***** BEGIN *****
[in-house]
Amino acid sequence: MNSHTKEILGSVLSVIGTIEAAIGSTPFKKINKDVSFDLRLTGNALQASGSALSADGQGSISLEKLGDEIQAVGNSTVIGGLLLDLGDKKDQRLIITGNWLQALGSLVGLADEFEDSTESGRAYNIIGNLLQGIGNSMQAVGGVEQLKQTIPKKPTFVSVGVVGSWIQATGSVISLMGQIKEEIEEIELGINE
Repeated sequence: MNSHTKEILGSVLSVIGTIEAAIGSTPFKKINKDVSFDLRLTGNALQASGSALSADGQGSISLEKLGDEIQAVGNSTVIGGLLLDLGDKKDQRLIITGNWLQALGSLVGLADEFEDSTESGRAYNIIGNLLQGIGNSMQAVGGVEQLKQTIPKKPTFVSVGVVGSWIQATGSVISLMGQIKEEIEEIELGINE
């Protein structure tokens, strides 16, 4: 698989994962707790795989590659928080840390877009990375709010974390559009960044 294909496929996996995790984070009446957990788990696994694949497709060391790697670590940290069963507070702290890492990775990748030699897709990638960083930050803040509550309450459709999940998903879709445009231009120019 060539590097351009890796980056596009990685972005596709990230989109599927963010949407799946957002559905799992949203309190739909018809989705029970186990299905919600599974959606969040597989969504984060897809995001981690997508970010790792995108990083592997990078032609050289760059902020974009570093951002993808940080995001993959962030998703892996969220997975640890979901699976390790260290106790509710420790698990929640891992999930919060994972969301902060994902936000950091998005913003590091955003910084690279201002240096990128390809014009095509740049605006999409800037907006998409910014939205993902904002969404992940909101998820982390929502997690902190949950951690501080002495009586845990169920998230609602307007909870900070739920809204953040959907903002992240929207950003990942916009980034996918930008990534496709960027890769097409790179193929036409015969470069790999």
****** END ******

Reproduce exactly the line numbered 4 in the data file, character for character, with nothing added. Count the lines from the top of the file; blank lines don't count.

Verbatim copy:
């Protein structure tokens, strides 16, 4: 698989994962707790795989590659928080840390877009990375709010974390559009960044 294909496929996996995790984070009446957990788990696994694949497709060391790697670590940290069963507070702290890492990775990748030699897709990638960083930050803040509550309450459709999940998903879709445009231009120019 060539590097351009890796980056596009990685972005596709990230989109599927963010949407799946957002559905799992949203309190739909018809989705029970186990299905919600599974959606969040597989969504984060897809995001981690997508970010790792995108990083592997990078032609050289760059902020974009570093951002993808940080995001993959962030998703892996969220997975640890979901699976390790260290106790509710420790698990929640891992999930919060994972969301902060994902936000950091998005913003590091955003910084690279201002240096990128390809014009095509740049605006999409800037907006998409910014939205993902904002969404992940909101998820982390929502997690902190949950951690501080002495009586845990169920998230609602307007909870900070739920809204953040959907903002992240929207950003990942916009980034996918930008990534496709960027890769097409790179193929036409015969470069790999």